[Python-Dev] Deprecating obsolete builtins

Delaney, Timothy C (Timothy) tdelaney at avaya.com
Thu Nov 6 16:46:48 EST 2003

> From: Guido van Rossum [mailto:guido at python.org]
> > > > So I'd actually advocate enhancing intern(), rather 
> than removing
> > > > it, now that interned things are mortal.
> > > 
> > > Have you thought about how to implement that?  And have 
> you calculated
> > > how much memory you would save?
> > 
> > Not yet - musings at the end of the day. As to how much memory - I
> > really don't think it can be calculated - it's so
> > application-dependent.
> Well obviously I meant for *your* app, because you're the one bringing
> this up (I'm highly skeptical of the idea if you hadn't 
> guessed yet :-).

Moved back to python-dev because I've got some actual pseudocode in here ... ;)

I'll follow it up further when I've got a solid use case. I'm also skeptical of the idea, but think it's worth some additional thought. At the moment it's just gut feeling that if we're going to have it at all, it seems that it would be useful for things other than strings.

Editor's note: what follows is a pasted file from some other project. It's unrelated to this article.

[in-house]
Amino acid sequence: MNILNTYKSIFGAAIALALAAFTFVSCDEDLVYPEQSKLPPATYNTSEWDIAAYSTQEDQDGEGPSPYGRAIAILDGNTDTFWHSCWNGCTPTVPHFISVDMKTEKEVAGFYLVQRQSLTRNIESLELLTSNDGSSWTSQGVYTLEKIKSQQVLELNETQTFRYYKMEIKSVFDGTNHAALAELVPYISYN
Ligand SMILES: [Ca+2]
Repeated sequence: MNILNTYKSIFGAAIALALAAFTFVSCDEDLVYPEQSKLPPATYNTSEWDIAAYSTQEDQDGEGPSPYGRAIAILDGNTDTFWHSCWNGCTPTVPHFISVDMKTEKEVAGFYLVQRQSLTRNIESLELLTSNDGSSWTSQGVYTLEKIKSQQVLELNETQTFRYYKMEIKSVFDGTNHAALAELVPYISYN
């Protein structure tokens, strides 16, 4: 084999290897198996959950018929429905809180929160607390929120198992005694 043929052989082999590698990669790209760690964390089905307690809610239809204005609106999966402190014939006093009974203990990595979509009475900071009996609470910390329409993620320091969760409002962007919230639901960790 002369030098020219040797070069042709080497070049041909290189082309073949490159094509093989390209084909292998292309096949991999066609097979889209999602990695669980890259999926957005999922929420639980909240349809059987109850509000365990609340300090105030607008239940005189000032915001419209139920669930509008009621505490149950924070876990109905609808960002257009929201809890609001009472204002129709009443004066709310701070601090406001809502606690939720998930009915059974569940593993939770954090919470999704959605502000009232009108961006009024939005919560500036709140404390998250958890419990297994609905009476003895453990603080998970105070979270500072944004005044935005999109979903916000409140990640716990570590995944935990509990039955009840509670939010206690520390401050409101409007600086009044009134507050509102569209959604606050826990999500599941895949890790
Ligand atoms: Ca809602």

As for implementation ... something like:

    _INTERN_DICT = WeakKeyValueDictionary()

    def unrestrained_intern (obj):

        # Singletons don't need to be interned
        if obj is None or obj is True or obj is False:
            return obj

            return intern(obj)
        except TypeError:
            return _INTERN_DICT.setdefault(obj, obj)

    a = (1, 2, 3)
    b = (1, 2) + (3,)
    assert unrestrained_intern(a) is unrestrained_intern(b)

Of course, this would require that we could create a weak reference to hashable builtin types like tuple and int. The dictionary holding the objects would need to be weak on both key and value to ensure mortality.

Anyway, there's a lot of flow-on effects there :( and its very much in a fledgling concept phase at the moment.

Tim Delaney

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